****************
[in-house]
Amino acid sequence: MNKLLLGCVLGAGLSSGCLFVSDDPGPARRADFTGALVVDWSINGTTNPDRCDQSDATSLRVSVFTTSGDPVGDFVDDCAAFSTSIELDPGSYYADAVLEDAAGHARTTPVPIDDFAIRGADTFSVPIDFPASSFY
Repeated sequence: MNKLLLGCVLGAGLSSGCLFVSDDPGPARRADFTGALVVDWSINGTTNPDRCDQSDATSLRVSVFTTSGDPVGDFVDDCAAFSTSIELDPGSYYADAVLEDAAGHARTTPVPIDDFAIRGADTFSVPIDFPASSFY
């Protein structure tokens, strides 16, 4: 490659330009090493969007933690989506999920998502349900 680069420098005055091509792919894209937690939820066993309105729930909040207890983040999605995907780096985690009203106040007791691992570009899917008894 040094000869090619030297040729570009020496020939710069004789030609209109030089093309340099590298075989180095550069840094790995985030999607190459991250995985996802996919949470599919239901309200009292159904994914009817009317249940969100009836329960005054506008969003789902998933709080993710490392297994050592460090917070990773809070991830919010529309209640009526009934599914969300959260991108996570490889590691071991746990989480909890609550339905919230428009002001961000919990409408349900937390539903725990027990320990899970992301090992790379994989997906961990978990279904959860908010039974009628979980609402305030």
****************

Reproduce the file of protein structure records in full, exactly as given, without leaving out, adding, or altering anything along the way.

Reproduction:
[in-house]
Amino acid sequence: MNKLLLGCVLGAGLSSGCLFVSDDPGPARRADFTGALVVDWSINGTTNPDRCDQSDATSLRVSVFTTSGDPVGDFVDDCAAFSTSIELDPGSYYADAVLEDAAGHARTTPVPIDDFAIRGADTFSVPIDFPASSFY
Repeated sequence: MNKLLLGCVLGAGLSSGCLFVSDDPGPARRADFTGALVVDWSINGTTNPDRCDQSDATSLRVSVFTTSGDPVGDFVDDCAAFSTSIELDPGSYYADAVLEDAAGHARTTPVPIDDFAIRGADTFSVPIDFPASSFY
């Protein structure tokens, strides 16, 4: 490659330009090493969007933690989506999920998502349900 680069420098005055091509792919894209937690939820066993309105729930909040207890983040999605995907780096985690009203106040007791691992570009899917008894 040094000869090619030297040729570009020496020939710069004789030609209109030089093309340099590298075989180095550069840094790995985030999607190459991250995985996802996919949470599919239901309200009292159904994914009817009317249940969100009836329960005054506008969003789902998933709080993710490392297994050592460090917070990773809070991830919010529309209640009526009934599914969300959260991108996570490889590691071991746990989480909890609550339905919230428009002001961000919990409408349900937390539903725990027990320990899970992301090992790379994989997906961990978990279904959860908010039974009628979980609402305030």